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Jun 13 2013

Secular Meditation: How Down Time is Changing

So here’s a change I wasn’t expecting: I’m no longer annoyed by down time. I’m actually welcoming it and appreciating it. At least sometimes.

As regular readers know, I’ve recently begun a secular meditation/ mindfulness practice, based on the evidence-based Mindfulness Based Stress Reduction techniques. There are about eleventy billion ways that this is affecting my life, many of which I didn’t expect going into this and which have taken me very much by surprise… and there’s one in particular that’s both small and profound.

It’s this: I’m no longer being distressed and annoyed by down time.

Not nearly as much, anyway.

I tend to be a very active, goal-oriented person: always in motion, always seeking stimulation, always wanting to be doing something, trying to be super-efficient and fill every waking second with productivity. You know those people who are constantly looking at their phone during any break in the action, when they’re waiting for the bus or waiting in line for coffee or waiting for their email search to quit spinning its wheels and finally freaking open, come on, it’s been ten seconds already for crying out loud, I don’t have all day? That’s me. I’m one of those people. Like I wrote when I wrote about learning to love our play-aggressive cat, and how she had picked me as her favorite: “How is it fair that I got Comet: the high-energy, high-maintenance, perpetually-in-motion sensation junkie with a near-constant need for attention and … oh. Right. Never mind. I totally got the cat I deserve.”

But ever since I started the mindfulness/ meditation practice, I am doing this stuff way, way less. I am seeing the breaks in my life, the minutes and seconds when I don’t have anything particular to do, not as a waste, but as an opportunity.

I’m working on bringing mindfulness into my daily life. I don’t just want to meditate once a day and then run through the rest of my life like a bat out of hell. And I’ve been finding that, if I’m waiting for a bus, or I’m stuck in a line at the coffee place, or whatever, I’m not feeling a pressing need to fill the time. I can fill the time with just… being. Just noticing my surroundings, noticing my thoughts and feelings, noticing my body and my breath. Just being present with my self, and my life, and the people and the world around me.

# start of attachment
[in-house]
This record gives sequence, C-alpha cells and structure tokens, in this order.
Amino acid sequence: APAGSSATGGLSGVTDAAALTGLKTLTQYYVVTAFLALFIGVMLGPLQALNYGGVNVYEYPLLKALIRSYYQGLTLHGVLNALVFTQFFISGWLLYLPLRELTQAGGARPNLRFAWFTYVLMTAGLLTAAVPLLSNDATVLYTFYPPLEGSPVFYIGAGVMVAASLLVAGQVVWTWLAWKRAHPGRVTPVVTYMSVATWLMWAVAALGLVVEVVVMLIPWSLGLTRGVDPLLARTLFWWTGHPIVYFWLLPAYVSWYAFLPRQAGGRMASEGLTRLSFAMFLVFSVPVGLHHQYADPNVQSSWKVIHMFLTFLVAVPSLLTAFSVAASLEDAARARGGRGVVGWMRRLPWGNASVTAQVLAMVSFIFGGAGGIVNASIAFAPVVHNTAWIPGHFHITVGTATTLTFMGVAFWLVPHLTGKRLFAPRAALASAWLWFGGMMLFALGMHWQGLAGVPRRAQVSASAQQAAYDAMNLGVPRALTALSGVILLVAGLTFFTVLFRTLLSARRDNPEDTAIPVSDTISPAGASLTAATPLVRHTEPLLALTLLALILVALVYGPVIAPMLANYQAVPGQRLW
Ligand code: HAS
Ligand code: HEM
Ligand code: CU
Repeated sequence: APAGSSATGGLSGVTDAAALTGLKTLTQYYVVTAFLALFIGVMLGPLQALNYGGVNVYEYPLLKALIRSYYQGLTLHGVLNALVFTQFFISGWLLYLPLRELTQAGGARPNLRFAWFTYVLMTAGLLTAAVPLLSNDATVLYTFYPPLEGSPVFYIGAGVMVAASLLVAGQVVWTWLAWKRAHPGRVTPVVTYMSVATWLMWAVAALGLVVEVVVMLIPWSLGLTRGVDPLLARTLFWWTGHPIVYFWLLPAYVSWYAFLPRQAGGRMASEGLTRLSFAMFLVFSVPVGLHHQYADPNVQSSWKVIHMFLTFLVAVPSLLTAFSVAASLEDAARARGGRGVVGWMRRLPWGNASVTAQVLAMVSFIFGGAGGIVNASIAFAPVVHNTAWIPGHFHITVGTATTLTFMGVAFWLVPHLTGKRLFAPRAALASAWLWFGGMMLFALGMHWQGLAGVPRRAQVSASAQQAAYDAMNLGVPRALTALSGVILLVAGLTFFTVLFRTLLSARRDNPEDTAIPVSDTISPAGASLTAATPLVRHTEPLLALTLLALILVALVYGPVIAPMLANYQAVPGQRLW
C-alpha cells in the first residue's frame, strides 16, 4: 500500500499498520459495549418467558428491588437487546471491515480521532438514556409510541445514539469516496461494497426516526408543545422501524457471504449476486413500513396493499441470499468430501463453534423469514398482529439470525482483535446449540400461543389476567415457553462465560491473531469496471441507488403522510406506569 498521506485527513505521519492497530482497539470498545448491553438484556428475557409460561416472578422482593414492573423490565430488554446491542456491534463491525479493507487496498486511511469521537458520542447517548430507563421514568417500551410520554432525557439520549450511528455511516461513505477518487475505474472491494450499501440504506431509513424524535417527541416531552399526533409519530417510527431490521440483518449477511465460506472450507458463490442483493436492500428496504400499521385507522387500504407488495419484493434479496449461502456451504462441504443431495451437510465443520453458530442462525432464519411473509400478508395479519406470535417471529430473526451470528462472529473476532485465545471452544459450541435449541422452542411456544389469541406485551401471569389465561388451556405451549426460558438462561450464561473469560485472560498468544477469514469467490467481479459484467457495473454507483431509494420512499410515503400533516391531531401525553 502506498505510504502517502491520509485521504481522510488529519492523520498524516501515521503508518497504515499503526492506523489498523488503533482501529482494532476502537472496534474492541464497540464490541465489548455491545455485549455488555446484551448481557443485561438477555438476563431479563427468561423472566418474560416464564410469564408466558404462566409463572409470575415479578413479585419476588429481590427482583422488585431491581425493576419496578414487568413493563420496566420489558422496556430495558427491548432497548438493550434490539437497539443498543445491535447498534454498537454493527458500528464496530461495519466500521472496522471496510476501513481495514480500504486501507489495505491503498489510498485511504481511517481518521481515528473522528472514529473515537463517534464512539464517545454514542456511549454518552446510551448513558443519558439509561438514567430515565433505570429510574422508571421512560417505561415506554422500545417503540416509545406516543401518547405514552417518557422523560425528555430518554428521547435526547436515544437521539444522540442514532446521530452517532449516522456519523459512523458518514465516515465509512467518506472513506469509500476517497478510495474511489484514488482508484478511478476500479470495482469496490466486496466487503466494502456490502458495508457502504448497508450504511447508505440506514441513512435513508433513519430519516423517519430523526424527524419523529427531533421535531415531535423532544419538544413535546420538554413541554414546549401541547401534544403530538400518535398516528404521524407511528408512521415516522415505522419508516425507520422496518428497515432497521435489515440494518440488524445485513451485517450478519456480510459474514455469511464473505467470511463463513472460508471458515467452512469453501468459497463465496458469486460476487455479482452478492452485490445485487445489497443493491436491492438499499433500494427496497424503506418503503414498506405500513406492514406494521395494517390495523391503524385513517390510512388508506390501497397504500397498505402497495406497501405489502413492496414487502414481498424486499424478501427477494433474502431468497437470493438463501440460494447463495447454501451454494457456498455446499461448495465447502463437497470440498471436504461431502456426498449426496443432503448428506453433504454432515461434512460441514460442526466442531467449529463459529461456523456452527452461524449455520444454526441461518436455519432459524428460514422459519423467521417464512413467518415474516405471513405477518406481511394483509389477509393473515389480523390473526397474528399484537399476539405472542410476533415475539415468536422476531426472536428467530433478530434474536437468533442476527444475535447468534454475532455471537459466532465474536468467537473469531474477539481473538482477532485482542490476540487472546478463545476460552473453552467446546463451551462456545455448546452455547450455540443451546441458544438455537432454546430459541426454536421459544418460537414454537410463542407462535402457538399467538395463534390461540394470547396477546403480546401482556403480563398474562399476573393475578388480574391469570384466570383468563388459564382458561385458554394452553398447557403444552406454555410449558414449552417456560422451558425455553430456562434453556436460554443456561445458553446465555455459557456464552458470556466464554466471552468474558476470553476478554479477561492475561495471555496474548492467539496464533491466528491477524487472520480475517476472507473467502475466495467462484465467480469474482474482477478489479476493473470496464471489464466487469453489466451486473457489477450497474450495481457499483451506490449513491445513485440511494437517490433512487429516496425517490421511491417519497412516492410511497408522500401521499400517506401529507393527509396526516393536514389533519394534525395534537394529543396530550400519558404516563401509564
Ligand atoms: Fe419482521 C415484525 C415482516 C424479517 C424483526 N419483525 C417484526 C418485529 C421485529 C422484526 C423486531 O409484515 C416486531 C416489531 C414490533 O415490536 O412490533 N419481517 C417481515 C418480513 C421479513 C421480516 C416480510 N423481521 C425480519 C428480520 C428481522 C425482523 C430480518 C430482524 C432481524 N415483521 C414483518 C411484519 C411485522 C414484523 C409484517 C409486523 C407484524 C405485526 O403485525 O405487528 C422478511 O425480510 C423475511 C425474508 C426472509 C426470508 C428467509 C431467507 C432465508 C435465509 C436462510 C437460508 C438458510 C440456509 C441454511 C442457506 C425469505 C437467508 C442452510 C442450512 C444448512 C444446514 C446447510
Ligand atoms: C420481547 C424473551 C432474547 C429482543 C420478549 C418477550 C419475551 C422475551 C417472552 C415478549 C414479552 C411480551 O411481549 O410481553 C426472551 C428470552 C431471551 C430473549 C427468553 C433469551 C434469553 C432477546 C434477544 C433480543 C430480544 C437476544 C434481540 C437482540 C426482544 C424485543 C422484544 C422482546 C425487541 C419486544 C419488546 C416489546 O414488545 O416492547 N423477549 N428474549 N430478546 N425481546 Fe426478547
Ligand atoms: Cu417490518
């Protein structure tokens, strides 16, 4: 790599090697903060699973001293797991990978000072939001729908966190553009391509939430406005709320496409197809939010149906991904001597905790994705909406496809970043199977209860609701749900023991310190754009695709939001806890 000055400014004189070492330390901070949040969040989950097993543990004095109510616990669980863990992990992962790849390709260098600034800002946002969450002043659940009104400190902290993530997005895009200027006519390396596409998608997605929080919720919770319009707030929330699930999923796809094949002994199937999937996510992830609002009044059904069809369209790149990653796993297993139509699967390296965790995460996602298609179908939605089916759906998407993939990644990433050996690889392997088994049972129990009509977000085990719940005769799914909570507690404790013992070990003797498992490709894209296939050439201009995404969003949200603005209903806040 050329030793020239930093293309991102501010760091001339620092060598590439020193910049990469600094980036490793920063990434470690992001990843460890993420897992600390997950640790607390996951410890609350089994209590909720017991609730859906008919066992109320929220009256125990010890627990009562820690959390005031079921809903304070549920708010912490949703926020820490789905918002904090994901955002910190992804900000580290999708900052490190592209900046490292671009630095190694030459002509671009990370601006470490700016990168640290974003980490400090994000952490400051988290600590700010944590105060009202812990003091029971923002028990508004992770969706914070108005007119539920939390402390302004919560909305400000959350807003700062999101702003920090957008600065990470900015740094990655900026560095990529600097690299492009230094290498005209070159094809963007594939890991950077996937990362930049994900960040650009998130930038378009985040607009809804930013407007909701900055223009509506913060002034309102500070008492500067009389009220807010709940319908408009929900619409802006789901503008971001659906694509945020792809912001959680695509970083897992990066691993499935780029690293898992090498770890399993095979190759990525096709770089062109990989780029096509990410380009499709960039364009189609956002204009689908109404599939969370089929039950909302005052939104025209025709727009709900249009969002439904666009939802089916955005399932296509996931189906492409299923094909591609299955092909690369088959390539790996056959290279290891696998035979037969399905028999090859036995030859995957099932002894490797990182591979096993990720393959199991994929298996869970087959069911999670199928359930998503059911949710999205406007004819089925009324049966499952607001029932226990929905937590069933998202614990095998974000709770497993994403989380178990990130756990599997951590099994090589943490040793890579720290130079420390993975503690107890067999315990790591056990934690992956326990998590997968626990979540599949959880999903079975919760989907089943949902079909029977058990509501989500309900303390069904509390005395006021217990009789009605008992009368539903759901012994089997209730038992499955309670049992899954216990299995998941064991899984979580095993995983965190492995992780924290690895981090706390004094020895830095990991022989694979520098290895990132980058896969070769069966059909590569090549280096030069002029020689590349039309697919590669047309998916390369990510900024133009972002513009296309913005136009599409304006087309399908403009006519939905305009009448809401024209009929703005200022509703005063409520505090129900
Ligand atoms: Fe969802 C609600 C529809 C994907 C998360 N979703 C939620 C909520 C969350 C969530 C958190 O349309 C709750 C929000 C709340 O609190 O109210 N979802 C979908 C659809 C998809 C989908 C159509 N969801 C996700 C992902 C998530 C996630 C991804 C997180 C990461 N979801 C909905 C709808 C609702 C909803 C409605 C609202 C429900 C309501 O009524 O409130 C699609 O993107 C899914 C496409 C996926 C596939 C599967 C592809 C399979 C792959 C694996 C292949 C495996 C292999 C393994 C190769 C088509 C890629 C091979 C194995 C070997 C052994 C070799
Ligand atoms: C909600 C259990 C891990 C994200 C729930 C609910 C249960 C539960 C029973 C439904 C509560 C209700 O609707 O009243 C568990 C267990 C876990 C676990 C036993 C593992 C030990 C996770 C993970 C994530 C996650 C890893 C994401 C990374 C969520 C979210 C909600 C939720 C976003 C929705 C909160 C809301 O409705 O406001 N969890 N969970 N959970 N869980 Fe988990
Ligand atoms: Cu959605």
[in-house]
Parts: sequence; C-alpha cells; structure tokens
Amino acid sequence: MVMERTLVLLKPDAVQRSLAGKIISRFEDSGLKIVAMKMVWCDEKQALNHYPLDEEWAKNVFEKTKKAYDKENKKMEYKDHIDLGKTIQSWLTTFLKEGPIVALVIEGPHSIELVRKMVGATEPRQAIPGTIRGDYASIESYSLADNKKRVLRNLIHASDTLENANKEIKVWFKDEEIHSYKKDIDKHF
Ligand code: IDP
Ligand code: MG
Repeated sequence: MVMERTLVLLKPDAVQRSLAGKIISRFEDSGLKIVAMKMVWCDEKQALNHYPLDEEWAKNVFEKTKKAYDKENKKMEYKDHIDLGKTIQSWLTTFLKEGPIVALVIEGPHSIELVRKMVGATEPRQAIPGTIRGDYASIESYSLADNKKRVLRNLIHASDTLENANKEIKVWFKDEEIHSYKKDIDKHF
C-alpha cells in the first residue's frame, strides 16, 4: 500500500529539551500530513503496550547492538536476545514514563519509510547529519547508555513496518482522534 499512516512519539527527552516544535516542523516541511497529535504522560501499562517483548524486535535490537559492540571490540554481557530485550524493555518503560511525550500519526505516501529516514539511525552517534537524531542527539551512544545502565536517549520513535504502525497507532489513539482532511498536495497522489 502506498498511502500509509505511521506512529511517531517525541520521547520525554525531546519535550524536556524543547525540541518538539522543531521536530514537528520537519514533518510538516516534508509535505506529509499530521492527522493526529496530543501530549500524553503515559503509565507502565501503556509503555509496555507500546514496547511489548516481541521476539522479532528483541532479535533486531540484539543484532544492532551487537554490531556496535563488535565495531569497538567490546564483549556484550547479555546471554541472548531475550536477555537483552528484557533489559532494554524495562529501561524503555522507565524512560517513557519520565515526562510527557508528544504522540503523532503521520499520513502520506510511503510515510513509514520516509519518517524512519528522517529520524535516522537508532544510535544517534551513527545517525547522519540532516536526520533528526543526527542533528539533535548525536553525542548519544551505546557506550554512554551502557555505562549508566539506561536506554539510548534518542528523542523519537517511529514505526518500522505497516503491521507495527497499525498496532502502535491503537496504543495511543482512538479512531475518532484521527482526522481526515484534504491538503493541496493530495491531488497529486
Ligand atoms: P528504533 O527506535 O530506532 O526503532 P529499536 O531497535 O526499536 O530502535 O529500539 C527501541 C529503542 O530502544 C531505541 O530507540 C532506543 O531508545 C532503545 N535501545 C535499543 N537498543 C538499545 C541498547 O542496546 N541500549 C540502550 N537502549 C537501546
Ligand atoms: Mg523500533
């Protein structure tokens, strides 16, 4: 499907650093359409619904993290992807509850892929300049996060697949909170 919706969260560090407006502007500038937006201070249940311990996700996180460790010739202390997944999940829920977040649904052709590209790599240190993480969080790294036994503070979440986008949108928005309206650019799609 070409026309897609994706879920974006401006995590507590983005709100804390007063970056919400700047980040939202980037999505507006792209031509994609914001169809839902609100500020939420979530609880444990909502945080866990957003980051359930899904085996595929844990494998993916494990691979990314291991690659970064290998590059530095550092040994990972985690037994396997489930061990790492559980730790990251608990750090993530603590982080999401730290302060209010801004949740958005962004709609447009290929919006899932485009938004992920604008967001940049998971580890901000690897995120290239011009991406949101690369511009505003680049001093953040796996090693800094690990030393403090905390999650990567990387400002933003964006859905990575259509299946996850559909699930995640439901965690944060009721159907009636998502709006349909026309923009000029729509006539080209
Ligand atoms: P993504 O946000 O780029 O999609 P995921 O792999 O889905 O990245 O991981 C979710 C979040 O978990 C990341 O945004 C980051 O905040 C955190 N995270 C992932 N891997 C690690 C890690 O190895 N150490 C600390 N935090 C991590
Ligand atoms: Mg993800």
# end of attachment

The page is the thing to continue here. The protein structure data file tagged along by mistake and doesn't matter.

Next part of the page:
When I do small pieces of the mindfulness practice throughout the day, I get more out of the practice. So these small moments of down time aren’t irritating me nearly as much as they used to. I’m actively enjoying them, and looking forward to them. I’m seeing them as an opportunity.

I suppose that, to some extent, I’m still being goal-oriented and filling the time with activity here. After all, there is a sense in which paying quiet conscious attention to my self and my surroundings is an activity. And the mindfulness/ meditation practice is a means to an end, as well as an end in itself. I am still me here, I’ll probably always be a hyper-productive, future-oriented go-getter, and I’m actually finding it funny the way I’m working this “be here now” practice into my go-getting. (That’s a topic for another post: the ways in which my life with meditation both is and is not the same, the ways in which this practice is both radically transformative and almost blandly mundane.)

But when I started this practice, I said that I was doing it because, quote, “it offers, or seems to offer, some things I’m in great need of: peace, calm, the ability to be present in the here and now, the ability to sit still, the ability to not constantly be either in motion or feeding my brain with stimulation, the ability to stay centered and focused and keep my mind from racing in a million directions at once like a hummingbird on meth.” And for now at least, that seems to be working.

This practice is helping with a lot of things: depression, anxiety, work productivity, motivation and focus. But I wonder if one of the most valuable things I’m going to get out of it is simply the ability to sit still, or stand still, and not feel like I have to be rushing to do something or get somewhere. I wonder if one of the most valuable things I’m going to get out of it is simply the ability to sit still, or stand still, and not feel anxious or guilty about the waste of my time. I wonder if one of the most valuable things I’m going to get out of it is simply the ability to sit still, or stand still, and be at peace.

Other piece in this series:
On Starting a Secular Meditation Practice
Meditation and Breakfast
Meditation, and the Difference Between Theory and Practice
Some Thoughts on Secular Meditation and Depression/Anxiety
Secular Meditation, and Doing One Thing at a Time
Secular Meditation: “Energy,” and Attention/ Awareness

2 comments

  1. 1
    kirkh

    Just got “why are you atheists so angry”. Thank you.

  2. 2
    raj

    If the only thing you get out of it is the ability to sit still, or stand still, and be at peace, I think that’s an incredibly valuable thing. Personally, I’m a big fan or meditation and yoga both. I think they’re both a lot more powerful than the credit which many people give them. I still do yoga, not enough however. I *should* get back to doing at least some meditation as well. I did it more in my youth. You’re beginning to talk me into it again! :)

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